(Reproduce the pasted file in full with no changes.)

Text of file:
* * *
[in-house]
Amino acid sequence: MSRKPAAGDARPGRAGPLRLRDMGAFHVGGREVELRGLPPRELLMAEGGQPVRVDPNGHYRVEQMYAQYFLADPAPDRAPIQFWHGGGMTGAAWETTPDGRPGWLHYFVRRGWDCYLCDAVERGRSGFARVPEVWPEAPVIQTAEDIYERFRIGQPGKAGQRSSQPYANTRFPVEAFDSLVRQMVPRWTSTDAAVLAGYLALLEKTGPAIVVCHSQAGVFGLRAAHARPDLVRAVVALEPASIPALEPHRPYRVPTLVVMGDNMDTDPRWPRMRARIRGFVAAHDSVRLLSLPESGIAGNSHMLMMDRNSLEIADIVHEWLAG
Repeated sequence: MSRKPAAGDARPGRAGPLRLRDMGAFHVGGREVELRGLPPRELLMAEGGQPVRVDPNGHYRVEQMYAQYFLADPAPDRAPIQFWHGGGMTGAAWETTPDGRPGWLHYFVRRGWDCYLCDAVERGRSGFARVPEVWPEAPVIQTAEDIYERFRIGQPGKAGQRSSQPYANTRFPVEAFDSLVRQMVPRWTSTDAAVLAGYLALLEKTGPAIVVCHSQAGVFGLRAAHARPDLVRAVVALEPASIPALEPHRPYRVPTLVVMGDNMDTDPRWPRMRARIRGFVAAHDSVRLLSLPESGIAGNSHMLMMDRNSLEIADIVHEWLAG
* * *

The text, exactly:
[in-house]
Amino acid sequence: MSRKPAAGDARPGRAGPLRLRDMGAFHVGGREVELRGLPPRELLMAEGGQPVRVDPNGHYRVEQMYAQYFLADPAPDRAPIQFWHGGGMTGAAWETTPDGRPGWLHYFVRRGWDCYLCDAVERGRSGFARVPEVWPEAPVIQTAEDIYERFRIGQPGKAGQRSSQPYANTRFPVEAFDSLVRQMVPRWTSTDAAVLAGYLALLEKTGPAIVVCHSQAGVFGLRAAHARPDLVRAVVALEPASIPALEPHRPYRVPTLVVMGDNMDTDPRWPRMRARIRGFVAAHDSVRLLSLPESGIAGNSHMLMMDRNSLEIADIVHEWLAG
Repeated sequence: MSRKPAAGDARPGRAGPLRLRDMGAFHVGGREVELRGLPPRELLMAEGGQPVRVDPNGHYRVEQMYAQYFLADPAPDRAPIQFWHGGGMTGAAWETTPDGRPGWLHYFVRRGWDCYLCDAVERGRSGFARVPEVWPEAPVIQTAEDIYERFRIGQPGKAGQRSSQPYANTRFPVEAFDSLVRQMVPRWTSTDAAVLAGYLALLEKTGPAIVVCHSQAGVFGLRAAHARPDLVRAVVALEPASIPALEPHRPYRVPTLVVMGDNMDTDPRWPRMRARIRGFVAAHDSVRLLSLPESGIAGNSHMLMMDRNSLEIADIVHEWLAG